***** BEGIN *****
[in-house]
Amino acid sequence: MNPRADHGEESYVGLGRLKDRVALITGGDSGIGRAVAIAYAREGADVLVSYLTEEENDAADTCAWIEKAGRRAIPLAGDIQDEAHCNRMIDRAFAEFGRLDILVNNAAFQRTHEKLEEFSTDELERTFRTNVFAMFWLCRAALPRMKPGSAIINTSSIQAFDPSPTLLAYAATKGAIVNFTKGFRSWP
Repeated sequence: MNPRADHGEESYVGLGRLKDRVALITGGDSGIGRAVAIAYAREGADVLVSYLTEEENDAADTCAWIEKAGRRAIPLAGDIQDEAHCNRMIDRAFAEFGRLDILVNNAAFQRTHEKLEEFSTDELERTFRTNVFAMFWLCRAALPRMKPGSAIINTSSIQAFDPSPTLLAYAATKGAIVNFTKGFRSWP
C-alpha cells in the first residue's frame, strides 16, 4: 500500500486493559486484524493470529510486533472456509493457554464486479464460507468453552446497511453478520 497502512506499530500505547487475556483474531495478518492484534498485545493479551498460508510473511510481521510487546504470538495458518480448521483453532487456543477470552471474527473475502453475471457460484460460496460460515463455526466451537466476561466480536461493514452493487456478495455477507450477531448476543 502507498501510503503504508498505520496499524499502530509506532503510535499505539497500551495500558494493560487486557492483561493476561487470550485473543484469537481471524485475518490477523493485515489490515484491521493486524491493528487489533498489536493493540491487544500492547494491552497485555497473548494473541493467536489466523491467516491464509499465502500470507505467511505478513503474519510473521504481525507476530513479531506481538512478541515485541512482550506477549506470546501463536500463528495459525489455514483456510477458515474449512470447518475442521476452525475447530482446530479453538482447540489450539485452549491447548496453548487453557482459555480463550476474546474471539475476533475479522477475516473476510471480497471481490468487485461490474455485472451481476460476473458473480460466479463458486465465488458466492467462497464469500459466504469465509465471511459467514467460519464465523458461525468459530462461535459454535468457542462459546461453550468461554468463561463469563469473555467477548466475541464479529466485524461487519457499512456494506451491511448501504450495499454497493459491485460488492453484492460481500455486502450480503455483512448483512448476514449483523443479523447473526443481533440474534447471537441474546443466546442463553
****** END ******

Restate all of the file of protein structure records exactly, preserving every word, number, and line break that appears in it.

[in-house]
Amino acid sequence: MNPRADHGEESYVGLGRLKDRVALITGGDSGIGRAVAIAYAREGADVLVSYLTEEENDAADTCAWIEKAGRRAIPLAGDIQDEAHCNRMIDRAFAEFGRLDILVNNAAFQRTHEKLEEFSTDELERTFRTNVFAMFWLCRAALPRMKPGSAIINTSSIQAFDPSPTLLAYAATKGAIVNFTKGFRSWP
Repeated sequence: MNPRADHGEESYVGLGRLKDRVALITGGDSGIGRAVAIAYAREGADVLVSYLTEEENDAADTCAWIEKAGRRAIPLAGDIQDEAHCNRMIDRAFAEFGRLDILVNNAAFQRTHEKLEEFSTDELERTFRTNVFAMFWLCRAALPRMKPGSAIINTSSIQAFDPSPTLLAYAATKGAIVNFTKGFRSWP
C-alpha cells in the first residue's frame, strides 16, 4: 500500500486493559486484524493470529510486533472456509493457554464486479464460507468453552446497511453478520 497502512506499530500505547487475556483474531495478518492484534498485545493479551498460508510473511510481521510487546504470538495458518480448521483453532487456543477470552471474527473475502453475471457460484460460496460460515463455526466451537466476561466480536461493514452493487456478495455477507450477531448476543 502507498501510503503504508498505520496499524499502530509506532503510535499505539497500551495500558494493560487486557492483561493476561487470550485473543484469537481471524485475518490477523493485515489490515484491521493486524491493528487489533498489536493493540491487544500492547494491552497485555497473548494473541493467536489466523491467516491464509499465502500470507505467511505478513503474519510473521504481525507476530513479531506481538512478541515485541512482550506477549506470546501463536500463528495459525489455514483456510477458515474449512470447518475442521476452525475447530482446530479453538482447540489450539485452549491447548496453548487453557482459555480463550476474546474471539475476533475479522477475516473476510471480497471481490468487485461490474455485472451481476460476473458473480460466479463458486465465488458466492467462497464469500459466504469465509465471511459467514467460519464465523458461525468459530462461535459454535468457542462459546461453550468461554468463561463469563469473555467477548466475541464479529466485524461487519457499512456494506451491511448501504450495499454497493459491485460488492453484492460481500455486502450480503455483512448483512448476514449483523443479523447473526443481533440474534447471537441474546443466546442463553